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Jehovah Jireh! God Will Provide a Different Way to Live

These are strange days, an unsettled time of deep anxiety, and yet also, perhaps, a time of emerging potential for a different way to live on this planet, and with each other, and with so many other creatures of the same God.

I have in mind of course this frightening coronavirus pandemic—which is far from over—and the ongoing ecological crisis that threatens countless species (including our own), and also the renewed urgency to address the longstanding pain and trauma of systemic racism fueled by white supremacy in this country. Still more, we are near the end of Pride Month, and today, June 28th, is the 51st anniversary of the Stonewall riots in New York City, which many mark as the beginning of the gay and lesbian liberation movement.

I don’t think it’s unreasonable to notice how the biblical texts many Christians heard today from the lectionary might stitch together these various markers of this current moment. I’ll begin with where I want to end, with the wonderful phrase from the story in Genesis: “The Lord will provide.”

Abraham said that, and it’s the name he gave to the mountain where he was preparing to sacrifice Isaac, his only son. At the very last minute, God provides a ram for Abraham to offer instead of his son (Genesis 22:1-14).

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“The Sacrifice of Isaac,” Caravaggio (1602)

I’ll return to that story, but first do notice some things about the other two texts for today, beginning with the passage from Paul’s letter to the Romans.

Frankly, hearing a passage from Paul during Pride month, especially from his Letter to the Romans, is a bit like pouring a diabolical salt in a religious wound. As you may know, the first chapter of this letter has been a source of great pain and anguish for gay and lesbian people; it has often been cited by those who wish to condemn and exclude LGBT people.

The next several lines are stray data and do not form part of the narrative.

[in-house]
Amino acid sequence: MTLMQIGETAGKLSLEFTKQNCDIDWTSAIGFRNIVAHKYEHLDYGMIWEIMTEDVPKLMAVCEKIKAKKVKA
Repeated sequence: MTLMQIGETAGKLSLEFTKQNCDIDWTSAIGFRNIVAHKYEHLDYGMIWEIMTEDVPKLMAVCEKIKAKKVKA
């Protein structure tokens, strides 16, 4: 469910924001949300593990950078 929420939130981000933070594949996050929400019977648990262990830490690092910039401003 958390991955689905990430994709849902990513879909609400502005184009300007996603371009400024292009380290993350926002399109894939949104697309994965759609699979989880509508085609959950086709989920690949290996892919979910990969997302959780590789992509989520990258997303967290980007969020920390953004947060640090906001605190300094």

I strongly suspect Paul himself would be truly horrified by such a hateful use of his letter; at the very least, using it that way is a bit ironic given that one of Paul’s purposes in writing this letter is to critique the self-righteousness of the gentile Christians in Rome, and an overarching theme of the whole letter is to praise the God who shows us a wildly extravagant grace and divine generosity in Christ.

So I’m wondering if we might take that stress on grace and map it to what we heard from Matthew’s gospel about a hospitable welcome. It’s a deceptively simple little passage, and also a powerful one about mission, which is something Matthew seems to care quite a lot about.

Matthew’s Jesus is sending out his disciples to do the work of ministry and what we just heard is part of the instructions he gave them. Anyone who welcomes you, he says, welcomes me, and those who welcome me, welcome the one who sent me (Matthew 10:40-42)

This posture of welcome—and I can’t help but use this image—this daisy-chain of welcome sounds infectious. I’m sure you’ve experienced something like this when the energy of a welcoming hospitality feels contagious and it spreads in the community—but here it is for life, not death, for breathing not suffocating.

Welcome, hospitality, grace, generosity—these infectious characteristics of a faith community are so important in a society like ours today where so many have experienced religion as hurtful, damaging, and even lethal. Here, in this passage, Matthew frames ministry itself with the hospitable embrace of God, a welcome that is encountered in the unconditional welcome offered by God’s ministers.

This sense of divine grace and generosity offers a much-needed framing for the story about Abraham and Isaac from Genesis. It really is a troubling story. Does God really demand that Abraham sacrifice Isaac, his only son, the son he loves so much?

No, it turns out, God does not demand it. Set aside all the troubling bits for a moment about God testing Abraham in this story. Please, do not fail to notice that God interrupts that act of sacrifice and provides a ram instead. That’s why Abraham calls the mountain where this happened, “The Lord will provide,” or as I heard that phrase growing up in my Evangelical Christian home, Jehovah jireh!

That’s a rough, Anglicized vocalization of the Hebrew phrase in this story. In Hebrew, what we see translated as “The Lord will provide,” is just two words. The first is what’s known as the Tetragrammaton, or the very name of God revealed to Moses on Mt. Sinai; to this day, Jews generally don’t try to pronounce that name—it’s not entirely clear how one would pronounce it, actually, but they don’t try mostly out of a sense of piety, of deep respect for the Name itself. So instead they substitute “The Lord” wherever God’s name appears in the text, which many English translations today also do.